Originally released for the Xbox One in January of 2017 and now being released for the PC on Steam exactly a year later, Candleman is a physics puzzler with an interesting angle: you play as a living candle who can light himself for 10 seconds to help navigate through darkened levels full of pits and miscellaneous hazards. Of course, that’s a slightly misleading characterization of what gameplay is actually like, as you’re also given 10 lives per level, and all of the wax dropped and candles lit along the way persist between lives, meaning that it’s actually more like 100 seconds of lighting per level. On top of that, levels tend to be relatively short, ensuring that even the 10 seconds of your first life are enough if carefully managed. The easiest way of getting a handle on what the gameplay is actually like, though, is to simply watch a video, and I’m including several below that highlight the evolution of the gameplay mechanics as you progress through the game’s chapters.
The first few levels are the hardest
Candleman’s opening few levels aren’t exactly difficult, but it takes a little getting used to the physics of the candle’s jump. Beyond which, these tend to be among the darkest levels. There’s another reason I’m embedding the video above, however, and that’s to point out what happens when you finish a level without lighting all of the candles along the way. The goal of each level is to reach the glowing end point, but a secondary goal is to light all of the level’s candles, and these are always nearby despite being cleverly hidden by the camera angles. Each level offers part of a short poem, and finishing without the candles all being lit shows that part of the poem again. If you’ve collected all candles, on the other hand, you’ll get a second line to the poem. I don’t know if this actually factors into anything but completionism.
Slow and steady wins the race
Most failures in Candleman boil down to impatience, as watching hazards to figure out their patterns is a pretty safe way of getting through levels. That said, there are definitely some difficulty spikes here, and these usually come in the form of changing camera angles that make it difficult to gauge jump height and tell where you are in relation to the rest of the level. You can see that in the video above at ~2:30, where the candle jumps onto some moving boxes and has to dodge hazards by jumping between boxes and trying not to fall between the cracks. Harder sections like this aren’t too bad because Candleman also includes a mid-level checkpoint candle (~2:13), but it’s nevertheless worth mentioning that some of the jumps feel like leaps of faith when the camera’s distance and orientation switch unexpectedly.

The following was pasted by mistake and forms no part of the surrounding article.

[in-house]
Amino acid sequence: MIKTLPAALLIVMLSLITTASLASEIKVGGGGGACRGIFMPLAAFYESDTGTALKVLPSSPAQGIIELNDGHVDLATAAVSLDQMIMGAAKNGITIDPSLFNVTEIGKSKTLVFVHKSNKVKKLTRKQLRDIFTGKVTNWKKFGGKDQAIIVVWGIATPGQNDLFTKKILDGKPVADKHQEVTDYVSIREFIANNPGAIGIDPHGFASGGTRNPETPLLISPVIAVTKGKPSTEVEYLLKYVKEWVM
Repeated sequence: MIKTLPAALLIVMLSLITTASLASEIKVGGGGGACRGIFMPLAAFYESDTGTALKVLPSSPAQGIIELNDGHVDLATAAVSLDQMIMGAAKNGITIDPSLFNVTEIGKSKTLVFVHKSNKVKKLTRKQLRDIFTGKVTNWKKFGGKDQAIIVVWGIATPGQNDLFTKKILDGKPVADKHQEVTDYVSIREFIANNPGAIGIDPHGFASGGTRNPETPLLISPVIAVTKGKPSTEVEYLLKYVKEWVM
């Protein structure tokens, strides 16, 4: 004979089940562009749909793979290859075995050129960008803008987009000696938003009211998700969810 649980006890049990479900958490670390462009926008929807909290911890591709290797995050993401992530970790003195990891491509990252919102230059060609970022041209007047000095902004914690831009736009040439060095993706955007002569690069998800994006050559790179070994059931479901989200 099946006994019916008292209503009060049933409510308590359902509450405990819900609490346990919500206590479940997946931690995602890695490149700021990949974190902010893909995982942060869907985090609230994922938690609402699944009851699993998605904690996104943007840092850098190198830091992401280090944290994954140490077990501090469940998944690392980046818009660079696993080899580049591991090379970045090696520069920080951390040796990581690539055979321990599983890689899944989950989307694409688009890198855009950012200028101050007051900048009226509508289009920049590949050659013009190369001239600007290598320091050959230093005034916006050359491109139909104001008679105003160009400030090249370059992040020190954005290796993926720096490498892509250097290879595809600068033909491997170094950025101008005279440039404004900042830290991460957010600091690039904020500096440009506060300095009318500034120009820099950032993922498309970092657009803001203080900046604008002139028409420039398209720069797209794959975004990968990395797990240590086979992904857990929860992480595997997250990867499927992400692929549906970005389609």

Lighting changes the environment
It doesn’t take long to get into stages that put the early ones to shame. Where before you lit in order to light candles and see the path forward, suddenly lighting causes parts of the environment to briefly stay lit (helping you figure out where platforms are), and even causes hazardous flowers to grow larger. In later stages, lighting can cause spiky hazards to grow and fall from their vines, knocking out other hazards as the physics roll them down pathways. I didn’t expect this degree of creativity, but levels feel undeniably dynamic and are always bringing something new to the table.
There are a few things I want to point out with the video above. First, the flowers that bloom when you light are incredibly pretty. Candleman’s focus on light allows the colors to be incredibly striking at times. The second thing I want to bring up is the camera angle at 1:58, where you can see me struggling to gauge jump height given the overhead camera. This isn’t as big a problem as I’m probably making it sound, but it is one of those small irritations that continues popping up every so often. Finally, there’s what happens when you go over your 10 seconds in Candleman. The colors all become desaturated and you have a small grace period to finish the level, and failing to do so causes you to lose a life. You can see that happen a few times as I was looking for a candle I missed. It’s not much of a penalty, and I think that’s why the 10 seconds you’re given never feels like an unnecessary or unfair limitation.
I found a strange physics quirk
If you land on the outer edge of where you can stand on circular objects like pipes, your ability to jump will stop registering until you move around a bit and convince the game that you are, in fact, on solid ground. I suspect that what’s happening here is that this particular angle causes the physics to believe that the candle is still in the process of falling, and while it’s not a huge problem (especially since the trek through the forest means that you quickly stop dealing with pipes), this did happen to me twice and could probably stand to be polished up a bit in a patch.
Otherwise, Candleman: The Complete Journey is proving itself to be a surprisingly great puzzle-platformer, and I look forward to seeing what later levels have in store.